Editor’s note – last week on Sunday as I prepared my blog, my computer crapped out. A new hard drive was installed this week. Of course, all my files were lost. (No, I didn’t have a back up! Lesson learned.) My apologies if you stopped by to nothing new.
When you study desk interiors, one of the interesting aspects is the varied shapes. Undulating curves make the interiors more appealing – that and the many compartments and small drawers. Combined, these two attributes bring about curious curves that lead to a dovetailing puzzle.
Take a look at the lower drawer in the opening photo. The end of the drawer front toward the side of the desk is straight up. There is no mystery in these dovetails due to the square end. However, the opposite end of the drawer front is more complex. As shown to the right, curves cause the front to bend off the bench top as the front sits flat. It would be nearly impossible to chop dovetail sockets into this piece without building support under the edge. You would splinter or break the drawer front as you pound out waste. And support is difficult because there is no flat surface at the edge to rest against. What to do.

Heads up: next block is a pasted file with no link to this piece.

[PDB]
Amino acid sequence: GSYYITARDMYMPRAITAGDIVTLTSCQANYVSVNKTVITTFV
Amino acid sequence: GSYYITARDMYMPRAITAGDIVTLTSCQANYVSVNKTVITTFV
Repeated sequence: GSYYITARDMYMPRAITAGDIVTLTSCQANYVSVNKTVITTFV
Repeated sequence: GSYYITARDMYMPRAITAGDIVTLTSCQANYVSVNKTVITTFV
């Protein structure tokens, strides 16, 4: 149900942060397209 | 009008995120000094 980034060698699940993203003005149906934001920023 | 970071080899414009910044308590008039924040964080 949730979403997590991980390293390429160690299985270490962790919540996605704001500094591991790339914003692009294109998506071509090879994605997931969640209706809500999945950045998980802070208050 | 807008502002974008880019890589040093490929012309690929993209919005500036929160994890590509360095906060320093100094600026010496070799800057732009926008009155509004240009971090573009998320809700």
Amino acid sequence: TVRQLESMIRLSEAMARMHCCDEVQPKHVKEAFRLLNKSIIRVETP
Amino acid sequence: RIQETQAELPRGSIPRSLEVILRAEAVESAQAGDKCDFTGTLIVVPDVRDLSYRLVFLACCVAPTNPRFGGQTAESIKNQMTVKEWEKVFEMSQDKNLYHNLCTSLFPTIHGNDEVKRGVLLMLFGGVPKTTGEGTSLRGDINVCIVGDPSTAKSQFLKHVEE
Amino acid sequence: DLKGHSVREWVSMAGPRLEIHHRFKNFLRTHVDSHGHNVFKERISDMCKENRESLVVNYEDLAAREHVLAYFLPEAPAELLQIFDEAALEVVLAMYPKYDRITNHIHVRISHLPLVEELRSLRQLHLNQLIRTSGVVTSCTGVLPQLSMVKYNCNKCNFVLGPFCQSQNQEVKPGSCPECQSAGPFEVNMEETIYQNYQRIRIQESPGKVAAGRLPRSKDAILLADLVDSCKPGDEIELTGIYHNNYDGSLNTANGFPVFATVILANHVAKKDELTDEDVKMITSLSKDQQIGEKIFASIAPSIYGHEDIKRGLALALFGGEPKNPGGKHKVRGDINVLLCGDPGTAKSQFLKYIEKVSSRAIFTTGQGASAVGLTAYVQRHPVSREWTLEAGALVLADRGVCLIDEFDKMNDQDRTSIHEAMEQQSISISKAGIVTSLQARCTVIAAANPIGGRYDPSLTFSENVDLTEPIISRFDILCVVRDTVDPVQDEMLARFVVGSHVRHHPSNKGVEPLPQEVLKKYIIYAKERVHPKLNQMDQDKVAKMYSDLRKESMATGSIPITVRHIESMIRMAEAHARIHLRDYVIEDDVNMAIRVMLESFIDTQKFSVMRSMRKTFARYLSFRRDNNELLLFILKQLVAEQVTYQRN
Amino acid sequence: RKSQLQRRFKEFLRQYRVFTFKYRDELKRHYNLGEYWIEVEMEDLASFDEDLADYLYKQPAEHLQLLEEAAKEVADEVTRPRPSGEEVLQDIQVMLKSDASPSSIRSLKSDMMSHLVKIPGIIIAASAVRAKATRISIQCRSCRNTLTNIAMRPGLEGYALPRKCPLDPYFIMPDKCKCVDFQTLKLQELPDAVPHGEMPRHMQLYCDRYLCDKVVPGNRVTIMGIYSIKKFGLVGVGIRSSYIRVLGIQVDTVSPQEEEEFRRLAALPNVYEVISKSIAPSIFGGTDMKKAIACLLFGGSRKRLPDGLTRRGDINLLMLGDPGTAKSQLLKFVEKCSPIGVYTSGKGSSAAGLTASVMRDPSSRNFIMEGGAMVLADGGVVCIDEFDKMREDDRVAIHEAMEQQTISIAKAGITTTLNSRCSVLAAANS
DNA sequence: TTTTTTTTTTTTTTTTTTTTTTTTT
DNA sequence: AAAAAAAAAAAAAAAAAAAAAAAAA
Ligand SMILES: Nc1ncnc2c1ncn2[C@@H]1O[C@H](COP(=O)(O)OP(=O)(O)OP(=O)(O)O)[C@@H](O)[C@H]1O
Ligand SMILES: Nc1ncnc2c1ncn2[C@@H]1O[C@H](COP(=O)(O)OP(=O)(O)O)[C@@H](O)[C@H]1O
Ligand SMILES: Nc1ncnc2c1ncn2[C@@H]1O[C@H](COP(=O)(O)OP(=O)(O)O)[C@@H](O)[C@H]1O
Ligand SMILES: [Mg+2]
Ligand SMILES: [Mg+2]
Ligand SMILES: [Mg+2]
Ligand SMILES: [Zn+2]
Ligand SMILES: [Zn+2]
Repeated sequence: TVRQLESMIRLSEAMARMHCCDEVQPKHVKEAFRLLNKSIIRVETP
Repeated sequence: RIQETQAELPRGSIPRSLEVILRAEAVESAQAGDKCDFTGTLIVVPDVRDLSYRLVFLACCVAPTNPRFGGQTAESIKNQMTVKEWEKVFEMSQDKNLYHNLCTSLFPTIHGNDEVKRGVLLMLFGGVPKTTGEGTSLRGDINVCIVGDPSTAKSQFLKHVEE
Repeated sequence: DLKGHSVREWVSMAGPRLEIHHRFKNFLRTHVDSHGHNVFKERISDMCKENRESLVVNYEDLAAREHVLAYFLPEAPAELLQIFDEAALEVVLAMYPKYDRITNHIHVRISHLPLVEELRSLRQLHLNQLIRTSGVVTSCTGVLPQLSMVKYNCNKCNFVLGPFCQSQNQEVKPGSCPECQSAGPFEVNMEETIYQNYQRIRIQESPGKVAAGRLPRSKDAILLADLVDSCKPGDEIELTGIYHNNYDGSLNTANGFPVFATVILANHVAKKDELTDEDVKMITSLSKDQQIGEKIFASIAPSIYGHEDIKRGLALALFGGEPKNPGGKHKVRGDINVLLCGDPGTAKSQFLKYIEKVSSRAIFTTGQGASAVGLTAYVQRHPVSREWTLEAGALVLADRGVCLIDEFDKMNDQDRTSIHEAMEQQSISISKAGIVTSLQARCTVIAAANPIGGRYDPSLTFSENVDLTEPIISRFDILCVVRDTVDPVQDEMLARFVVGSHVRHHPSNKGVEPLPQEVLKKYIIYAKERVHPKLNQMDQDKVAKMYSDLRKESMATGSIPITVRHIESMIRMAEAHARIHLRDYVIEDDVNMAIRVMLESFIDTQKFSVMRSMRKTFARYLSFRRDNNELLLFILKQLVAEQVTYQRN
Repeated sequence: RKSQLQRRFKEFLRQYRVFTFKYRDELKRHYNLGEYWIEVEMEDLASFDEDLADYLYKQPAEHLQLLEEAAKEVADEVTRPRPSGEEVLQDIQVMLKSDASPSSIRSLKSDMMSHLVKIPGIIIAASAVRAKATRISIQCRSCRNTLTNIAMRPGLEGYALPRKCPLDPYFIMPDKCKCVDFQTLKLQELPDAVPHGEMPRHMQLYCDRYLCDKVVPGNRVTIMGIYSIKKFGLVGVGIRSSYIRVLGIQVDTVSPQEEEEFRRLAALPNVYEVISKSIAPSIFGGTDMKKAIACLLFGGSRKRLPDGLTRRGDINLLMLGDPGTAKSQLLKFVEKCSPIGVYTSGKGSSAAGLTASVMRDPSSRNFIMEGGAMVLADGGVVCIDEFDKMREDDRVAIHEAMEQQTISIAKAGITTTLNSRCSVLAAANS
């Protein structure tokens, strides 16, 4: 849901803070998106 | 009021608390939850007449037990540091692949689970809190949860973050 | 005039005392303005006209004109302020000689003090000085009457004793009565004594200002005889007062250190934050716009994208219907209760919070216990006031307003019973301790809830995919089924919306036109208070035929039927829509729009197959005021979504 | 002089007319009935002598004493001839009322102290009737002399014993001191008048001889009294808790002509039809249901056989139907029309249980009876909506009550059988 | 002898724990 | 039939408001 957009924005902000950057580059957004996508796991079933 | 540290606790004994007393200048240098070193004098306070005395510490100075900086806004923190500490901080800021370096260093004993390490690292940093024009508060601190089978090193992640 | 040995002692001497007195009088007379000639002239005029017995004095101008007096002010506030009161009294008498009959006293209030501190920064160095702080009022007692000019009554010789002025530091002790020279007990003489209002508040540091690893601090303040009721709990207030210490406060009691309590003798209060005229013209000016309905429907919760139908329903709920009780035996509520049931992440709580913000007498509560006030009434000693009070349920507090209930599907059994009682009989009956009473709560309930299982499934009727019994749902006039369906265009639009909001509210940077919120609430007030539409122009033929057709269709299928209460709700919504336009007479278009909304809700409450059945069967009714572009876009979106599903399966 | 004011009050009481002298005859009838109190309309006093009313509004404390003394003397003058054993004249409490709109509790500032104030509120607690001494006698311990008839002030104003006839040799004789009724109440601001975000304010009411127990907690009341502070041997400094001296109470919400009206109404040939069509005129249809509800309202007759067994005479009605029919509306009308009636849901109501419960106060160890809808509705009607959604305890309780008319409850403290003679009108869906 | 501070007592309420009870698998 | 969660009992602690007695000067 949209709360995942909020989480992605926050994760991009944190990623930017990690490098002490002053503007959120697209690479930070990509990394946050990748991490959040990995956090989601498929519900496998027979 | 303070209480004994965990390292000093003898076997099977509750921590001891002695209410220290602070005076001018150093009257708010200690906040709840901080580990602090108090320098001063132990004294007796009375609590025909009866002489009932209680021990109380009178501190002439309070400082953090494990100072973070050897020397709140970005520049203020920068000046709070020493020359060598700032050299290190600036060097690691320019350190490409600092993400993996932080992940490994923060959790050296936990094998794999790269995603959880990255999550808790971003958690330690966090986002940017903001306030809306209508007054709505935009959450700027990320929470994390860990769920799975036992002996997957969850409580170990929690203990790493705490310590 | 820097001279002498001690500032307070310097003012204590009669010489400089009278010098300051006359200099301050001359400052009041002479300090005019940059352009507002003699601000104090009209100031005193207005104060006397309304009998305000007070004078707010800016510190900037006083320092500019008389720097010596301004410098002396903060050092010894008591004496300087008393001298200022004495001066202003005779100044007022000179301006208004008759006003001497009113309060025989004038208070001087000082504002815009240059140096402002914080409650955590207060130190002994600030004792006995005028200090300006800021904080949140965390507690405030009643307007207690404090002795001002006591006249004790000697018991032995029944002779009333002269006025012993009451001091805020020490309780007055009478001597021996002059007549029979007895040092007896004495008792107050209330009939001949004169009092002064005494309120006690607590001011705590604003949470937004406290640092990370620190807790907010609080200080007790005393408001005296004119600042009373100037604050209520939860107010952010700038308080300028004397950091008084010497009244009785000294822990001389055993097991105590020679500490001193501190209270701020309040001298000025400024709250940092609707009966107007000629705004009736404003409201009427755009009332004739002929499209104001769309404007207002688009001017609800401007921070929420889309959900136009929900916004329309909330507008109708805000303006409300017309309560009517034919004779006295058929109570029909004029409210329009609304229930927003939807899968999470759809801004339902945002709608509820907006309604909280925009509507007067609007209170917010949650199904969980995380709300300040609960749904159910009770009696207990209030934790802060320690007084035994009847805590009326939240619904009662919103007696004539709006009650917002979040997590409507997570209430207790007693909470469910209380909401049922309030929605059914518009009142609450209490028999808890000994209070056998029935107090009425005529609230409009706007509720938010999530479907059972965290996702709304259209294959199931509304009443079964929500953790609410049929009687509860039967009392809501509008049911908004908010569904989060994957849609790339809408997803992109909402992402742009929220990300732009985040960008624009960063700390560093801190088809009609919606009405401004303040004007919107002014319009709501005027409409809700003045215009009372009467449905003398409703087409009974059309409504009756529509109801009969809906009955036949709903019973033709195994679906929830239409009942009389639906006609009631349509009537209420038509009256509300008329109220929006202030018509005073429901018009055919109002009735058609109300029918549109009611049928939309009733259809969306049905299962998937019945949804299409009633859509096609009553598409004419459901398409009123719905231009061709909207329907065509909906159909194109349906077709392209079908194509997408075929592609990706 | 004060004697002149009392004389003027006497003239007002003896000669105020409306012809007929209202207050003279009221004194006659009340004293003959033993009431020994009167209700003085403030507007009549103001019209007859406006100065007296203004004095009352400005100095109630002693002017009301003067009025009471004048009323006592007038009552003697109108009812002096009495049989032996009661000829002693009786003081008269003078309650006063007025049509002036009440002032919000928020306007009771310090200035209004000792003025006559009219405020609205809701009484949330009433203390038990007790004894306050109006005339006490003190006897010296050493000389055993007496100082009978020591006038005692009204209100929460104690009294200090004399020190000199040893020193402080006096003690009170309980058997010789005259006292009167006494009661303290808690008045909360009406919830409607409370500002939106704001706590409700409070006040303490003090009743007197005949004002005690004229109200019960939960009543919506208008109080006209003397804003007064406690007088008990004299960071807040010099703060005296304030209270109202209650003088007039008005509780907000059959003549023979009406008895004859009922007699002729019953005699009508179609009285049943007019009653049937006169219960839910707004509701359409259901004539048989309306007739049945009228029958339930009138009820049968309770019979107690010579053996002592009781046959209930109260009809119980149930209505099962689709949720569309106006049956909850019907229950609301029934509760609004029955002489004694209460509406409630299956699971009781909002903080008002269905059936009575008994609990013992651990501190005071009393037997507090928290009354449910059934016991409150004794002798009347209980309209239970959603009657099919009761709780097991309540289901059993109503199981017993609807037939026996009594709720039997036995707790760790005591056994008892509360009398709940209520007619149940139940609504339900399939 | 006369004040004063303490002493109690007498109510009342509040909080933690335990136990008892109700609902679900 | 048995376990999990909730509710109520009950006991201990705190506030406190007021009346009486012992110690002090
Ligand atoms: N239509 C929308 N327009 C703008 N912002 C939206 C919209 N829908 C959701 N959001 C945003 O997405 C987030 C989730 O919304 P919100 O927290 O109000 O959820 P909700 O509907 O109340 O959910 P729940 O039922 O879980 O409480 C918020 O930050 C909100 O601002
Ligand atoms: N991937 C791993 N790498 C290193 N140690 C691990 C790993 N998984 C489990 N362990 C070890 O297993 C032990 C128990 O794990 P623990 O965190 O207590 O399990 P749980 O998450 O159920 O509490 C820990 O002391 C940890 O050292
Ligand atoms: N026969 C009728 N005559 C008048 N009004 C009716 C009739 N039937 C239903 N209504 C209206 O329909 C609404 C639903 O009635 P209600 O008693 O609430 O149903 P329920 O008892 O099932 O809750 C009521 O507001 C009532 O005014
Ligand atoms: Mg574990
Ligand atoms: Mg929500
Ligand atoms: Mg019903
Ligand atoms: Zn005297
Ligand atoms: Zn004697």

This is where it’s best to add a little power to your hand work and bring out a trim router. With a small diameter router bit loaded, you nibble away the waste to clear your socket, then it’s back to chisels to clean the socket and true up its sides. The obvious concern is how to balance a router on the drawer front’s edge as you hog out waste.
When routing waste on flat panels simply clamp a scrap along the back of your workpiece just even with the edge. The added thickness provides support for your router as you work. (To see this setup and how it works, check out this video, click here.) Here again the curved front presents a problem because there is no surface to which to clamp. This is where you need to put on a thinking cap.
Cut a bevel into an 8/4 piece of stock – a 4/4 scrap would have worked just as well – so the bevel cut somewhat matches the drawer front bend as the workpiece was clamped into a bench vise. Position the scrap so it extends over the vise, then clamp the scrap to the bench. Use a small square to set the drawer front flush to the top edge of the scrap and level with the scrap as shown in the photo. With this setup, the scrap provides support for a trim router as waste is routed from the sockets.
Before I began any routing I scribed my base line, laid out my socket areas, then cut the sides with my dovetail saw. This defines the sockets and provides a bumper when you route as you do not want to nick the sides of your sockets. Also, remember to set the depth of cut on your router.
Trim away most of the excess as shown in the photo below, then use chisels to pare your sockets to finished shape.
Build Something Great!